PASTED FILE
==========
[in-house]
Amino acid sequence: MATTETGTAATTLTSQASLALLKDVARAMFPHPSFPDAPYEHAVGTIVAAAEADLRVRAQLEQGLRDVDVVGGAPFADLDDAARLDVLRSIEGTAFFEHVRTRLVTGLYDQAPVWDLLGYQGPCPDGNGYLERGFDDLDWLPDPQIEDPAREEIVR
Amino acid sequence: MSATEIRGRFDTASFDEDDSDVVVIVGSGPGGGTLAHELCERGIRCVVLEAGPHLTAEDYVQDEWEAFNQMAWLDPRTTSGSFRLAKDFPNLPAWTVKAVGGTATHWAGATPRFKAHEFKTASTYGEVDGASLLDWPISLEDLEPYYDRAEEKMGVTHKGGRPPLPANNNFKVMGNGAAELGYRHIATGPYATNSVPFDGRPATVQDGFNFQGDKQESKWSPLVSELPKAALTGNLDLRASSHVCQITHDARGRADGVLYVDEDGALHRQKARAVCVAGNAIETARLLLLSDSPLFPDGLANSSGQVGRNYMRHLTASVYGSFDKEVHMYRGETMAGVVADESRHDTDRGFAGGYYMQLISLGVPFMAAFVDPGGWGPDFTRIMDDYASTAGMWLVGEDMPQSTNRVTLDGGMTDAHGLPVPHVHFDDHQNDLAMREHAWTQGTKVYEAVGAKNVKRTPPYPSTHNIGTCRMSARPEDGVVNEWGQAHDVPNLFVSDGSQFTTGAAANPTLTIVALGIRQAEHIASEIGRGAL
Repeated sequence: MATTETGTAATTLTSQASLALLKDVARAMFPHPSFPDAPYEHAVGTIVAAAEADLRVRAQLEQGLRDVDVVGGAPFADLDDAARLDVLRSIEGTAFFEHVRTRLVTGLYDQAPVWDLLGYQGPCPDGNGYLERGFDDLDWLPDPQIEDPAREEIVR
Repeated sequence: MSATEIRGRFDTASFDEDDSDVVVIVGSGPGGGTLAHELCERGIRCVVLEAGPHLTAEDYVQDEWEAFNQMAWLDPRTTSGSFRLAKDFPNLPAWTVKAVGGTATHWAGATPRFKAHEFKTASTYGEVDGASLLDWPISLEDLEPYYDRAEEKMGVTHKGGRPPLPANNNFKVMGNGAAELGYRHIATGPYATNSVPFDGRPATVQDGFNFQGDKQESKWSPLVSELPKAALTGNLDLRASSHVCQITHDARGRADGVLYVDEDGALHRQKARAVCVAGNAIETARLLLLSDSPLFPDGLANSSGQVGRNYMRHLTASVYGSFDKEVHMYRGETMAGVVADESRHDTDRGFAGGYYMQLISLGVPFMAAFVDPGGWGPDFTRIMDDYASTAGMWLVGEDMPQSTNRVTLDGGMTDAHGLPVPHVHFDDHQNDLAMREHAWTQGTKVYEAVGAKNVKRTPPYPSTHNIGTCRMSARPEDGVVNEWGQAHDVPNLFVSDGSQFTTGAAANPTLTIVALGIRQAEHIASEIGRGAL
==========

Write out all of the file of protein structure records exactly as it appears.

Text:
[in-house]
Amino acid sequence: MATTETGTAATTLTSQASLALLKDVARAMFPHPSFPDAPYEHAVGTIVAAAEADLRVRAQLEQGLRDVDVVGGAPFADLDDAARLDVLRSIEGTAFFEHVRTRLVTGLYDQAPVWDLLGYQGPCPDGNGYLERGFDDLDWLPDPQIEDPAREEIVR
Amino acid sequence: MSATEIRGRFDTASFDEDDSDVVVIVGSGPGGGTLAHELCERGIRCVVLEAGPHLTAEDYVQDEWEAFNQMAWLDPRTTSGSFRLAKDFPNLPAWTVKAVGGTATHWAGATPRFKAHEFKTASTYGEVDGASLLDWPISLEDLEPYYDRAEEKMGVTHKGGRPPLPANNNFKVMGNGAAELGYRHIATGPYATNSVPFDGRPATVQDGFNFQGDKQESKWSPLVSELPKAALTGNLDLRASSHVCQITHDARGRADGVLYVDEDGALHRQKARAVCVAGNAIETARLLLLSDSPLFPDGLANSSGQVGRNYMRHLTASVYGSFDKEVHMYRGETMAGVVADESRHDTDRGFAGGYYMQLISLGVPFMAAFVDPGGWGPDFTRIMDDYASTAGMWLVGEDMPQSTNRVTLDGGMTDAHGLPVPHVHFDDHQNDLAMREHAWTQGTKVYEAVGAKNVKRTPPYPSTHNIGTCRMSARPEDGVVNEWGQAHDVPNLFVSDGSQFTTGAAANPTLTIVALGIRQAEHIASEIGRGAL
Repeated sequence: MATTETGTAATTLTSQASLALLKDVARAMFPHPSFPDAPYEHAVGTIVAAAEADLRVRAQLEQGLRDVDVVGGAPFADLDDAARLDVLRSIEGTAFFEHVRTRLVTGLYDQAPVWDLLGYQGPCPDGNGYLERGFDDLDWLPDPQIEDPAREEIVR
Repeated sequence: MSATEIRGRFDTASFDEDDSDVVVIVGSGPGGGTLAHELCERGIRCVVLEAGPHLTAEDYVQDEWEAFNQMAWLDPRTTSGSFRLAKDFPNLPAWTVKAVGGTATHWAGATPRFKAHEFKTASTYGEVDGASLLDWPISLEDLEPYYDRAEEKMGVTHKGGRPPLPANNNFKVMGNGAAELGYRHIATGPYATNSVPFDGRPATVQDGFNFQGDKQESKWSPLVSELPKAALTGNLDLRASSHVCQITHDARGRADGVLYVDEDGALHRQKARAVCVAGNAIETARLLLLSDSPLFPDGLANSSGQVGRNYMRHLTASVYGSFDKEVHMYRGETMAGVVADESRHDTDRGFAGGYYMQLISLGVPFMAAFVDPGGWGPDFTRIMDDYASTAGMWLVGEDMPQSTNRVTLDGGMTDAHGLPVPHVHFDDHQNDLAMREHAWTQGTKVYEAVGAKNVKRTPPYPSTHNIGTCRMSARPEDGVVNEWGQAHDVPNLFVSDGSQFTTGAAANPTLTIVALGIRQAEHIASEIGRGAL